Comparison of ventilator-dependent child reports of health-related quality of life with parent reports and normative populations

Authors

  • Jane Noyes

    1. Jane Noyes MSc PhD RN RSCN CertEd Noreen Edwards Chair of Nursing Research Director Centre for Health-Related Research, College of Health and Behavioural Sciences, School of Healthcare Sciences, University of Wales, Bangor, UK
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Jane Noyes:
e-mail: jane.noyes@bangor.ac.uk

Abstract

Title. Comparison of ventilator-dependent child reports of health-related quality of life with parent reports and normative populations

Aims.  This paper is a report of the first study of ventilator-dependent child and parent ratings of health-related quality of life using a validated instrument, which was undertaken as part of a case study of costs and consequences.

Background.  Advances in medical care and technologies such as the ventilator have extended childhood illness trajectories beyond our current range of knowledge and experience. These advances and their effects reinforce the need for further research to determine health-related quality of life as an outcome of ventilator-dependency in childhood.

Methods.  The KINDL was administered to ventilator-dependent children aged 4–18 years and parents as part of an in-depth case study. Twenty-seven parents and 17 children (including 17 child-parent pairs) completed questionnaires. Data were collected between 2001 and 2004. Findings were compared with normative values derived from a representative sample of children of a similar age in the general population.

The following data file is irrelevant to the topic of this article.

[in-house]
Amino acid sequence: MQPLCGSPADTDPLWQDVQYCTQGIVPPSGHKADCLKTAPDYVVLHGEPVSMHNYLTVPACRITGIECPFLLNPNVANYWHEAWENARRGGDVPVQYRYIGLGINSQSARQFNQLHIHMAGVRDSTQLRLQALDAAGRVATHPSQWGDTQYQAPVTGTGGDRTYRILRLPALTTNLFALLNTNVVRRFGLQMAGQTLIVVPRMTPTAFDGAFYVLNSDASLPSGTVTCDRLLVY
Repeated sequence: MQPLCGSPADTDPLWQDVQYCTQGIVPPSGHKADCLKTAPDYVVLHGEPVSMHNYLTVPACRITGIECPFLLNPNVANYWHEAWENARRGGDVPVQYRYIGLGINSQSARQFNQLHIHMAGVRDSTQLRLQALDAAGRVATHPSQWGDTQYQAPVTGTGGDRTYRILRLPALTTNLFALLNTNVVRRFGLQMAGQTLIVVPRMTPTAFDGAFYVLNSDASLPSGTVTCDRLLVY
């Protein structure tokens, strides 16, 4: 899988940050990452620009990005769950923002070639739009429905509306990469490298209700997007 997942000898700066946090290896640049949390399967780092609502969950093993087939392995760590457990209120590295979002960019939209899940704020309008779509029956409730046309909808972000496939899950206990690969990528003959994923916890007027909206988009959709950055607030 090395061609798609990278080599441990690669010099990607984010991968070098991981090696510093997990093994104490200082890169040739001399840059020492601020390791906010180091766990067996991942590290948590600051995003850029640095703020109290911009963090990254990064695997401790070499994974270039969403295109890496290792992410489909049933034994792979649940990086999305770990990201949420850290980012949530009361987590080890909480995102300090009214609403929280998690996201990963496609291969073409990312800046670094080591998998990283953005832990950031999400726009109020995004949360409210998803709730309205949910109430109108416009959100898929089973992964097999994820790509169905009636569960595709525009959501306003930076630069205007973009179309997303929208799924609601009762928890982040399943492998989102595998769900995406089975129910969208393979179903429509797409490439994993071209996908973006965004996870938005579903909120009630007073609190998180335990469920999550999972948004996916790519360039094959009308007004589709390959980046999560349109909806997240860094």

Results.  Ventilator-dependent children reported significantly lower overall health-related quality of life, and significantly lower scores on all domains except about their friends, compared with school children, and chronically ill children in respect of their disease. Parents and children rated children's overall health-related quality of life the same but parents reported significantly lower scores for their child's disease and relationships with friends. There was a positive correlation between children and parents in all areas apart from self-esteem and school.

Conclusions.  Both child and parent perspectives are needed to understand the impact of ventilator-dependency and associated co-morbidity on the child. As new interventions and models of service delivery emerge it will be important for nurses to understand the impact on the child by evaluating physical, emotional and social consequences.

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